When Tim from Dagger zine approached us about his book idea covering long-loved “spaces” held sacred for countless music fans, we knew it was a great project to get behind, Similar in its community effort to our last book release (The White Label Promo Preservation Society), Hinely organized an incredible list of contributors from all stripes of the underground music spectrum, each waxing their own warm recollections of wild nights seeing life-changing bands and/or terrible bathroom experiences.
Chock full of photos, original newspaper ads, flyers, and long-lost monthly calendars of the pre-Internet age, WHERE THE WILD GIGS WERE illustrates how important these sacred spaces really are, and how much it’s noticeable when we can’t actually be AT these homes-away-from-home, spread all across the USA. From Stache’s in Columbus, OH to Flynn’s Ocean 71 in Miami, FL (the ‘CBGB’s on the beach’), back to The Brewery in Lansing MI (complete with previously unpublished Stooges photos!), to City Gardens in Trenton, NJ (staffed by Comedy Central’s Jon Stewart) to Peter Aaron’s sordid details on the mob-run Jockey Club in Newport, KY, you won’t find many dull moments as each page bleeds into the next, oozing with recollections of blurry good times and endless excitement before the world changed, as we know it,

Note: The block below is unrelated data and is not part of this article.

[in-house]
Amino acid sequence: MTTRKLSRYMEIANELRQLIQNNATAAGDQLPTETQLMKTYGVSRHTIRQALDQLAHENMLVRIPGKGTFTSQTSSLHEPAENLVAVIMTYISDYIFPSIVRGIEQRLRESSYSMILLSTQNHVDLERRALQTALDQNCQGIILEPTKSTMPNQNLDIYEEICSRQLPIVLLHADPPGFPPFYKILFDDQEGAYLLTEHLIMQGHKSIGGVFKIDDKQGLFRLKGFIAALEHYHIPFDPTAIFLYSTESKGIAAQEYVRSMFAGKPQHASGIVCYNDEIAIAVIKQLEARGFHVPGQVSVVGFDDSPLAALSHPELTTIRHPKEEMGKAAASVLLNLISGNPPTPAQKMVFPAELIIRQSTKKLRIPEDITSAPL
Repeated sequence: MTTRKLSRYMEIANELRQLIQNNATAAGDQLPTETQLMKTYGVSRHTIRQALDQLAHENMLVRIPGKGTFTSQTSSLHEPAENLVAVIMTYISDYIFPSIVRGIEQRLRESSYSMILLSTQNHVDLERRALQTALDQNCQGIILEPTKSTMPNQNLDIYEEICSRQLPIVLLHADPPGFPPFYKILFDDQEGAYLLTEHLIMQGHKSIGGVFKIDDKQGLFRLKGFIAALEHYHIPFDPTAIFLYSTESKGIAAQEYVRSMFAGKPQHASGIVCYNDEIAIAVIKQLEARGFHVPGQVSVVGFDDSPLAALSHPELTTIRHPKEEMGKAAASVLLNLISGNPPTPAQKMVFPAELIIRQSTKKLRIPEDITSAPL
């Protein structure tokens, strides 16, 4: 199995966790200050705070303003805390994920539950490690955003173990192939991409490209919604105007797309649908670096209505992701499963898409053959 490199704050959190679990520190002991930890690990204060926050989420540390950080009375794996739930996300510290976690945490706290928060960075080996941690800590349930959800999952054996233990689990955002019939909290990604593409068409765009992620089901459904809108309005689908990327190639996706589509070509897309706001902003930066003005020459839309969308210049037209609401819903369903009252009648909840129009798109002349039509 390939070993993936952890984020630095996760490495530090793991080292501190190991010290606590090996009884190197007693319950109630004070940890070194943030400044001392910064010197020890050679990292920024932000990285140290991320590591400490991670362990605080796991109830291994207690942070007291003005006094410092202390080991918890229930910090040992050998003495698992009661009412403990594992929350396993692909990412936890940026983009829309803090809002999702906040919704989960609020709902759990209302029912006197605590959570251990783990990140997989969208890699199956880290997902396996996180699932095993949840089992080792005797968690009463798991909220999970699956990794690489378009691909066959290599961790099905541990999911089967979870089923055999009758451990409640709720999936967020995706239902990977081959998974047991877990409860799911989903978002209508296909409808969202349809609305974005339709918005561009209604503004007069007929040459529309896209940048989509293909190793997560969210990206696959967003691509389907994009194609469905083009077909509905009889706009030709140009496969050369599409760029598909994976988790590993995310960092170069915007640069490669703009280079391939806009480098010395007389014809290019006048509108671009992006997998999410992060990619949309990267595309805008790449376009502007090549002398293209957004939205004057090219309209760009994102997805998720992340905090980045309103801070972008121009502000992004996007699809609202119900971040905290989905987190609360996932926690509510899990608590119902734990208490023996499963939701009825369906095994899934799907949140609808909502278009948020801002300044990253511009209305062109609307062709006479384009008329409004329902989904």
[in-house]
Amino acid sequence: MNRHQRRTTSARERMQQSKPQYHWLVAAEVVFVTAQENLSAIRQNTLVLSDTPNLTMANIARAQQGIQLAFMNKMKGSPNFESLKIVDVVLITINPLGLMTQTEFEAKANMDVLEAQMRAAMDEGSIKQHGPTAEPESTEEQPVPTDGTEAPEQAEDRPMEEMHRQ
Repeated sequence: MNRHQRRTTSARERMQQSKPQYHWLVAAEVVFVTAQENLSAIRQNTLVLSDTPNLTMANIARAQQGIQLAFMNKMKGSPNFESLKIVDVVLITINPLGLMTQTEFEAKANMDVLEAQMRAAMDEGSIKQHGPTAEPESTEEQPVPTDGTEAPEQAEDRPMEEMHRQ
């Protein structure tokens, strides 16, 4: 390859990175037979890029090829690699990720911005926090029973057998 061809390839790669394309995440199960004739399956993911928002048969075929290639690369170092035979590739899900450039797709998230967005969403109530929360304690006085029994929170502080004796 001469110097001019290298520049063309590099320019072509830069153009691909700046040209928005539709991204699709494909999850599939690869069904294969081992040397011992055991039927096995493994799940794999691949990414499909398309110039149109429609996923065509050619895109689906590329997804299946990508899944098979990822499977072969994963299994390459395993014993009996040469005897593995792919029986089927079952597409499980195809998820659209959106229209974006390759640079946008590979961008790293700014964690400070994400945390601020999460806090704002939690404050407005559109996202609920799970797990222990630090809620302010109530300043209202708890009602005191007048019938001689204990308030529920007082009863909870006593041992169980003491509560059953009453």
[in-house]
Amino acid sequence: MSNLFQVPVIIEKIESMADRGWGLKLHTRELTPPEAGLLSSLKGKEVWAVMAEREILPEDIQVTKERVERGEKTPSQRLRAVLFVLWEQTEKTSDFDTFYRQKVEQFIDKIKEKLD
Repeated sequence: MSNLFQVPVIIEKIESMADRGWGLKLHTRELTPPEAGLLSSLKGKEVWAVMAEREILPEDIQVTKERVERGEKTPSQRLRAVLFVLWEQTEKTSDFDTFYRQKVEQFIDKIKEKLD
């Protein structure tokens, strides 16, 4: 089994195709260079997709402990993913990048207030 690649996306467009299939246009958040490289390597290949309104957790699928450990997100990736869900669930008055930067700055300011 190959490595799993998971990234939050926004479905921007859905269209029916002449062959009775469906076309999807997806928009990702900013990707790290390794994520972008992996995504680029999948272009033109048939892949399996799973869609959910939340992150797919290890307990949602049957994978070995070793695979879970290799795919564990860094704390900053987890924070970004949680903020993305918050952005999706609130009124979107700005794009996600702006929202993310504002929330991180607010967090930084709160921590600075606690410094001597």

With a Foreword by Byron Coley and an Afterword by Tesco Vee, you can just imagine how good it gets in between.
“Historically, “alternative music venues” (colloquially known as punk clubs) are known for a few things. These include lousy bathrooms, loose policing, mean sound men, and treacherous load-ins. But for all that (and more), such hangouts are amazing places to discover the kind of music you weren’t really sure existed. The kind of messed-up sounds that exactly match the confusion of whatever era you happen to grow up in.
Sometimes these are dive bars in parts of town parents described as “dangerous” when you were a kid. It might take a few beers and several co-conspirators to get up the nerve to actually visit them for the first time. Sometimes they’re just established music clubs that get a new, enlightened booking agent for a spell. Sometimes they’re just random places that have some bands during a brief period, for reasons that can’t quite be augured. Whatever their initial draw might be, these venues all share the ability to turn people on to new music, and in doing so they often assume the aura of a personal clubhouse, regardless of the quality of their commodes.
…Writing this now, when so many of the current places that put on weird-ass shows are shuttered, some for good, it’s easy to imagine the era of great underground clubs is over. But there’s no doubt that once things have settled down, they will begin to sprout again, like strange mushrooms growing in the nation’s ass-crack. Because there are always going to be a certain number of people who really don’t understand what functionally popular culture is about, and they will continue to seek fun and strange sounds. And I’ll be damned if they won’t find them. In places like the ones written about herein and also in settings that haven’t even been imagined yet.”
– Byron Coley